If the choice is between a float and a 4-byte (unsigned) int (both requiring the same amount of storage in memory) there are pros and cons:

- The float cannot accurately handle cents assuming that a price has
the format $$$$$.cc (1/100ths are not precisely representable in the
floating-point - single as well as double - format), so this will
introduce rounding errors which are usually unacceptable in
money-related applications.
- The int - assuming that you express the price in cents - will allow
precise values in the range -2^31 to 2^31-2^0 (about 2 * 10^9) cents for signed values
and 0 to 2^32-2^0 (about 4 * 10^9) for unsigned. The downside is that it may feel
"unnatural" to use cents instead of dollars and cents but this is
mostly a problem inside the developers mind: the actual "problems" -
if you wish to call them that - arise when printing the values in
dollars and cents which require a slightly more complex formatting
but this is a very small price in relation to how the rest of the
application can be simplified.

Later, when summing or performing other calculations - the integer cent and quantity values are first converted to double precision floating-point. The double precision format allows expressing integer values (assuming integer cents) precisiely in the range -(2^53-2^0) to 2^53-2^0 which probably (you need to check) covers your needs. Keep in mind, though, that you will still have integer cents in the double which need to be converted to dollars and cents.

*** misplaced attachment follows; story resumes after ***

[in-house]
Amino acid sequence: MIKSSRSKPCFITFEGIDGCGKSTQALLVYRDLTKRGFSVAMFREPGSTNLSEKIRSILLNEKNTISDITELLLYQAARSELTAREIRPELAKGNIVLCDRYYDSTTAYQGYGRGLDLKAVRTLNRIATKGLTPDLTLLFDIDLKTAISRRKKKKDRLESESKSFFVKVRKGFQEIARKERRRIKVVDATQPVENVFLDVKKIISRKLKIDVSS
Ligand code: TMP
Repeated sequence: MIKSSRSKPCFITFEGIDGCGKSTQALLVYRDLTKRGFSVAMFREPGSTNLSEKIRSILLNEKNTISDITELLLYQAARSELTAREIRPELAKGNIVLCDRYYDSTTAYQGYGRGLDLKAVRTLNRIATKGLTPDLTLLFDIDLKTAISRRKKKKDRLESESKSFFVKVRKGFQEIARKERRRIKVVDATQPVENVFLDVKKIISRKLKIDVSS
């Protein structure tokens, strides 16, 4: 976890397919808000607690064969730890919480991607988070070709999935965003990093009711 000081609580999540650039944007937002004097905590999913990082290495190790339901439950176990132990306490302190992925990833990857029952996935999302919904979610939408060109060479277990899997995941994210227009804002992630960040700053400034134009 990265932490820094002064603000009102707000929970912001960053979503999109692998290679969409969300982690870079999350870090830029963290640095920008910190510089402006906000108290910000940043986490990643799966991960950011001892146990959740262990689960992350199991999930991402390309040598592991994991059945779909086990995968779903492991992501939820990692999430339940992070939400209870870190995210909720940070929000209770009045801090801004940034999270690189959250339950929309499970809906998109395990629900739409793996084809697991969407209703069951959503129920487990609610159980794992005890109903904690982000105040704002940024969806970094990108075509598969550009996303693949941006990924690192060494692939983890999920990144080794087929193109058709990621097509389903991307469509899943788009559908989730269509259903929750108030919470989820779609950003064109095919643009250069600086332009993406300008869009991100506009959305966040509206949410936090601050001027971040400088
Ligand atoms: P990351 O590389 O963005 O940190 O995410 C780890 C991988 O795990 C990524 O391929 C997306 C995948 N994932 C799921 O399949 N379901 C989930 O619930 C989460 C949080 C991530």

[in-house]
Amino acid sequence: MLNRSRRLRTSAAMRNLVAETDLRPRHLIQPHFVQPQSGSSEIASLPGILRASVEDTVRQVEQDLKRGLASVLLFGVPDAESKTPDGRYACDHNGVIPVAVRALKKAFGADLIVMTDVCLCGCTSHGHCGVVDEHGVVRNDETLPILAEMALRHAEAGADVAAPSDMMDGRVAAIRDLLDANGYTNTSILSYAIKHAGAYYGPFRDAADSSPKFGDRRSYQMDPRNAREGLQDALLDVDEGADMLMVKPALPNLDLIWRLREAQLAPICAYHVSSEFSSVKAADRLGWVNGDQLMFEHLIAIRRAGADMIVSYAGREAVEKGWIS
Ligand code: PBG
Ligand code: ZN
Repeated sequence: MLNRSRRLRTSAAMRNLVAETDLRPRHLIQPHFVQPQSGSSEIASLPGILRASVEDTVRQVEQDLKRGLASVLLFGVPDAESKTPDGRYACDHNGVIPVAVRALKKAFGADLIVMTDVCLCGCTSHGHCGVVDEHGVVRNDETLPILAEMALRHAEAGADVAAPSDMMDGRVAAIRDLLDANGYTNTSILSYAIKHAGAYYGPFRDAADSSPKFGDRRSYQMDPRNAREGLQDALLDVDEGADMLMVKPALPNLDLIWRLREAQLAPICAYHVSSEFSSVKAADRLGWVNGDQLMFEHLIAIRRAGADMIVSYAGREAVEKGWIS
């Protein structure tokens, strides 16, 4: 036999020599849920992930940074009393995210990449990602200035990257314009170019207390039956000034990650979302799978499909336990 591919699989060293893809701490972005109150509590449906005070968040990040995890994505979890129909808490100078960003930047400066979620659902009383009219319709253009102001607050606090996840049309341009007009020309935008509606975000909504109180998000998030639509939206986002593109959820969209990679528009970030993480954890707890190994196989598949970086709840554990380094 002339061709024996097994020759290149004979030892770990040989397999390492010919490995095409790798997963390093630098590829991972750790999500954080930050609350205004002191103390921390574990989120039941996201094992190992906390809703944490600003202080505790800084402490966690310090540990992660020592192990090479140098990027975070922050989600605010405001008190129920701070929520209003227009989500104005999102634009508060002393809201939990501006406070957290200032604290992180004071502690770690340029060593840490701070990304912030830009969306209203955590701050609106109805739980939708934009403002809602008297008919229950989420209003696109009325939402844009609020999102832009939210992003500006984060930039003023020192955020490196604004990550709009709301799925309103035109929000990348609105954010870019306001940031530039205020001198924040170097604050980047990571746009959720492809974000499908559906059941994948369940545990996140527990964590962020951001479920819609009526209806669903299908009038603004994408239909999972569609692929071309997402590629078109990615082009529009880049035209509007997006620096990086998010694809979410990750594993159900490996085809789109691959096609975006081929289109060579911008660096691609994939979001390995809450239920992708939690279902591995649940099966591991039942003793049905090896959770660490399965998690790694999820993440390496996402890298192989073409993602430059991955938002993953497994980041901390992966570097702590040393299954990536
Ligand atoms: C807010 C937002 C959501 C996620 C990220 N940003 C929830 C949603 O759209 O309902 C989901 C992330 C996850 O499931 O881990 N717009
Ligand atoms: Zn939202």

**EDIT_***_*__*_*__*_*__*_*__*_*__*_*__*_*__*_*

"6-7 decimal digits of precision" is most easily explained by the range of integers representable in the single-precision format. Since the SP format significand is 24 bits long (1 implicit + 23 explicit) this allows integers in the range 2^0 to 2^24-2^0 or 1 to 16777215. 16777215 is more than six (999999) but less than seven (9999999) decimal digits, hence "6-7 decimal digits." The double-precision format features a 53 bit significand (1 + 52) which results in an integer range of 2^0 to 2^53-2^0.

The real SP precision is "24 sequential binary digits of precision."

If you can make do with cents in 50 unit increments your range in SP will be 2^-1 to 2^23-2^-1 or 0.5 to 8388607.5

If you can make do with cents in 25 unit increments your range in SP will be 2^-2 to 2^22-2^-2 or 0.25 to 4194303.75.

`integer`

cents seem interesting. Though I always have to do the adjunct work of converting them to $s when I show them to the user. – Ehsan Abd Aug 1 '13 at 23:33`Amount=Qty*Price`

but`qty`

is usually a small 2 3 max 10 number and if it was more (e.g. 100 for wholesale) then we wouldn't need precision (30.5 * 100 = 3050). So I think I can store`Amount`

and`Price`

safely as`float`

numbers. float allows for 7 digits precision. So I can store 99999.99$. We don't really need more than that. The problem arises when you're doing summation. – Ehsan Abd Aug 1 '13 at 23:52